Today, more and more tires built for light trucks and SUVs carry metric designations, which can be very helpful when figuring your tire and wheel upgrade. First, a few terms:

Diameter: The actual height of the tire measured through the center, in inches. Not always marked on the tire.

Section height: The vertical distance between the edge of the wheel rim and the top of the tire tread. Expressed in millimeters, this number is not usually marked on the tire.

Section width: The horizontal distance between the tire’s sidewalls. Expressed in millimeters, this number is usually the first number in a metric designation.

Aspect ratio: The relationship between section height and section width. The higher the aspect ratio number, the skinnier the tire, relative to its height. An aspect ratio of 75 means that section height is 75 percent of section width. A tire with a lower aspect ratio of 60 will have a "lower profile" than a 75, and a fatter look. This is normally the second number listed on a metric-sized tire.

LT : Metric tire designation a light truck tire.

ST : Designation for a trailer tire.

P : Designation for a passenger-car tire.

Looking at a tire marked LT305/85R16, the buyer knows that it is a 16-inch radial tire built for light trucks with an 85-percent aspect ratio and 305 millimeters of section width. To determine the height of the tire, you must calculate its section height in inches, dividing by 25.4, the number of millimeters in an inch (see equivalency chart). Next, convert the aspect ratio to a decimal by dividing by 100. Multiply the quotients of these two numbers to find the section height in inches. Double that figure and add the wheel diameter, and you will have the tire’s height. Using a 305/85R tire as an example, the equation works out as:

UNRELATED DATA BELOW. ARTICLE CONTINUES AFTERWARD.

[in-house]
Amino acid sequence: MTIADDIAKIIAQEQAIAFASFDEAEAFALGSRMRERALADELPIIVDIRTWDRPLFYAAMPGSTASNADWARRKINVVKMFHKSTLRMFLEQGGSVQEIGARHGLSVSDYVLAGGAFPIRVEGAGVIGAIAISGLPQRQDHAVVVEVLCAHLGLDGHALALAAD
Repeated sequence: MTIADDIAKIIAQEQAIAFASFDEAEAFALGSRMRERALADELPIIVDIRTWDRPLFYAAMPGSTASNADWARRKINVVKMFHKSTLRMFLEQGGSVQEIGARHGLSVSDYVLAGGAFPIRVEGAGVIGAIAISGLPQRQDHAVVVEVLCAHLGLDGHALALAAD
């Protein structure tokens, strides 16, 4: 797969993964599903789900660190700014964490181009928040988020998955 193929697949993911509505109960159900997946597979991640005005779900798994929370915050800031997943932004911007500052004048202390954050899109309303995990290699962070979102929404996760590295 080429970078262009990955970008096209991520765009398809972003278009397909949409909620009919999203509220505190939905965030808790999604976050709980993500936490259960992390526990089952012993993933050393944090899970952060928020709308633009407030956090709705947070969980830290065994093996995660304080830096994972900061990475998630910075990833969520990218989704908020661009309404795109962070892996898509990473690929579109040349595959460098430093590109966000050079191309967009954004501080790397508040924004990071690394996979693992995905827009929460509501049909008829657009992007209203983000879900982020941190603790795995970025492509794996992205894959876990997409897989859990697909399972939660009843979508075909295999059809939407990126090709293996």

2 x section width x aspect ratio x aspect ratio + wheel size
25.4 100

2 x 305 x 85 + 16 = 36.4 inches
25.4 100

Some of the most popular tire sizes, and their approximate metric equivalents, can be found in the chart below.

Flotation Diameter (in.) Metric size
27x8.50R14 26.5 225/75R14
27.5 215/75R15
29x9.50R15 28.5 235/75R15
30x9.50R15 29.5 245/75R15
31x10.50R15 30.5 265/75R15
32x11.50R15 31.5 295/75R15
33x12.50R15 32.5 315/70R15
33x12.50R16 32.8 285/75-16